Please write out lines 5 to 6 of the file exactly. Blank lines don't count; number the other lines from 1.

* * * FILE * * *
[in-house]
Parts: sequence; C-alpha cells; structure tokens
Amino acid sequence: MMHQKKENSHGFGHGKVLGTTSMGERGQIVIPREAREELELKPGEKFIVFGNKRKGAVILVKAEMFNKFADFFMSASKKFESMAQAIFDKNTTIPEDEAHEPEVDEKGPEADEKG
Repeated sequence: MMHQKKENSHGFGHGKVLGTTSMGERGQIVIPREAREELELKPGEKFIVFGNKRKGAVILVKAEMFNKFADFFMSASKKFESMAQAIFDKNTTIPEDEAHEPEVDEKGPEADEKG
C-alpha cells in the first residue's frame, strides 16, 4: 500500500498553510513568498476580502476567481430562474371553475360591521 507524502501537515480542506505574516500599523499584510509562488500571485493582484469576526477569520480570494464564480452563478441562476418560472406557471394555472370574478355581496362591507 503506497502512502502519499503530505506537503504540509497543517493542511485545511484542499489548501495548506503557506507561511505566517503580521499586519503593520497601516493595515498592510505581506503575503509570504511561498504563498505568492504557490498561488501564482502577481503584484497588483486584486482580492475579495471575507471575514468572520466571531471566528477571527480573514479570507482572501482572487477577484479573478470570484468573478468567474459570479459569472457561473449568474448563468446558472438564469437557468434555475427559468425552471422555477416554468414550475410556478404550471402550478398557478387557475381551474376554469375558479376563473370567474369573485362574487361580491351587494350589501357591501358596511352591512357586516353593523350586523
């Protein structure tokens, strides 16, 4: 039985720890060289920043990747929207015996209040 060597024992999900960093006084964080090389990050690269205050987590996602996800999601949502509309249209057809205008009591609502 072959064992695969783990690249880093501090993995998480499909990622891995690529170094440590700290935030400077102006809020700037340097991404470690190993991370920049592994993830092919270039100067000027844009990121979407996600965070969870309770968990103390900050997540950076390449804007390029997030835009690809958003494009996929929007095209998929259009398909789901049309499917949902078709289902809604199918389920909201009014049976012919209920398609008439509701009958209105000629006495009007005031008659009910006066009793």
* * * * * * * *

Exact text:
C-alpha cells in the first residue's frame, strides 16, 4: 500500500498553510513568498476580502476567481430562474371553475360591521 507524502501537515480542506505574516500599523499584510509562488500571485493582484469576526477569520480570494464564480452563478441562476418560472406557471394555472370574478355581496362591507 503506497502512502502519499503530505506537503504540509497543517493542511485545511484542499489548501495548506503557506507561511505566517503580521499586519503593520497601516493595515498592510505581506503575503509570504511561498504563498505568492504557490498561488501564482502577481503584484497588483486584486482580492475579495471575507471575514468572520466571531471566528477571527480573514479570507482572501482572487477577484479573478470570484468573478468567474459570479459569472457561473449568474448563468446558472438564469437557468434555475427559468425552471422555477416554468414550475410556478404550471402550478398557478387557475381551474376554469375558479376563473370567474369573485362574487361580491351587494350589501357591501358596511352591512357586516353593523350586523
């Protein structure tokens, strides 16, 4: 039985720890060289920043990747929207015996209040 060597024992999900960093006084964080090389990050690269205050987590996602996800999601949502509309249209057809205008009591609502 072959064992695969783990690249880093501090993995998480499909990622891995690529170094440590700290935030400077102006809020700037340097991404470690190993991370920049592994993830092919270039100067000027844009990121979407996600965070969870309770968990103390900050997540950076390449804007390029997030835009690809958003494009996929929007095209998929259009398909789901049309499917949902078709289902809604199918389920909201009014049976012919209920398609008439509701009958209105000629006495009007005031008659009910006066009793």